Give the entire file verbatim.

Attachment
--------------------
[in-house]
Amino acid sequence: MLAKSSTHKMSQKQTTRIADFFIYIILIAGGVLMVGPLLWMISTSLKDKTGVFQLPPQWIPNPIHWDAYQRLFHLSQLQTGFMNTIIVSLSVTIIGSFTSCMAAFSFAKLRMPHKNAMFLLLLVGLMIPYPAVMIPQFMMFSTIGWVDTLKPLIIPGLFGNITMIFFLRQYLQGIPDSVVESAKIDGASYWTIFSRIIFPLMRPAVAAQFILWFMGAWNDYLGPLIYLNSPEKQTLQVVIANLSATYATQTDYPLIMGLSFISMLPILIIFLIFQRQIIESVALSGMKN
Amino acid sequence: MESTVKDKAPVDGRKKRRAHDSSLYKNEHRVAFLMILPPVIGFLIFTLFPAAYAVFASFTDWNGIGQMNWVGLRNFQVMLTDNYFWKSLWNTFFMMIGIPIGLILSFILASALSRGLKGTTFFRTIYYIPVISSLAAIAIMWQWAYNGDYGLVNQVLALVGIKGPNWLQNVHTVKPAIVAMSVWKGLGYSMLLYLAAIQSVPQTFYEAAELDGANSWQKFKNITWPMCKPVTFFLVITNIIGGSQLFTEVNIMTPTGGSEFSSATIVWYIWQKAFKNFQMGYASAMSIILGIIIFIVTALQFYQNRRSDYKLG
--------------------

[in-house]
Amino acid sequence: MLAKSSTHKMSQKQTTRIADFFIYIILIAGGVLMVGPLLWMISTSLKDKTGVFQLPPQWIPNPIHWDAYQRLFHLSQLQTGFMNTIIVSLSVTIIGSFTSCMAAFSFAKLRMPHKNAMFLLLLVGLMIPYPAVMIPQFMMFSTIGWVDTLKPLIIPGLFGNITMIFFLRQYLQGIPDSVVESAKIDGASYWTIFSRIIFPLMRPAVAAQFILWFMGAWNDYLGPLIYLNSPEKQTLQVVIANLSATYATQTDYPLIMGLSFISMLPILIIFLIFQRQIIESVALSGMKN
Amino acid sequence: MESTVKDKAPVDGRKKRRAHDSSLYKNEHRVAFLMILPPVIGFLIFTLFPAAYAVFASFTDWNGIGQMNWVGLRNFQVMLTDNYFWKSLWNTFFMMIGIPIGLILSFILASALSRGLKGTTFFRTIYYIPVISSLAAIAIMWQWAYNGDYGLVNQVLALVGIKGPNWLQNVHTVKPAIVAMSVWKGLGYSMLLYLAAIQSVPQTFYEAAELDGANSWQKFKNITWPMCKPVTFFLVITNIIGGSQLFTEVNIMTPTGGSEFSSATIVWYIWQKAFKNFQMGYASAMSIILGIIIFIVTALQFYQNRRSDYKLG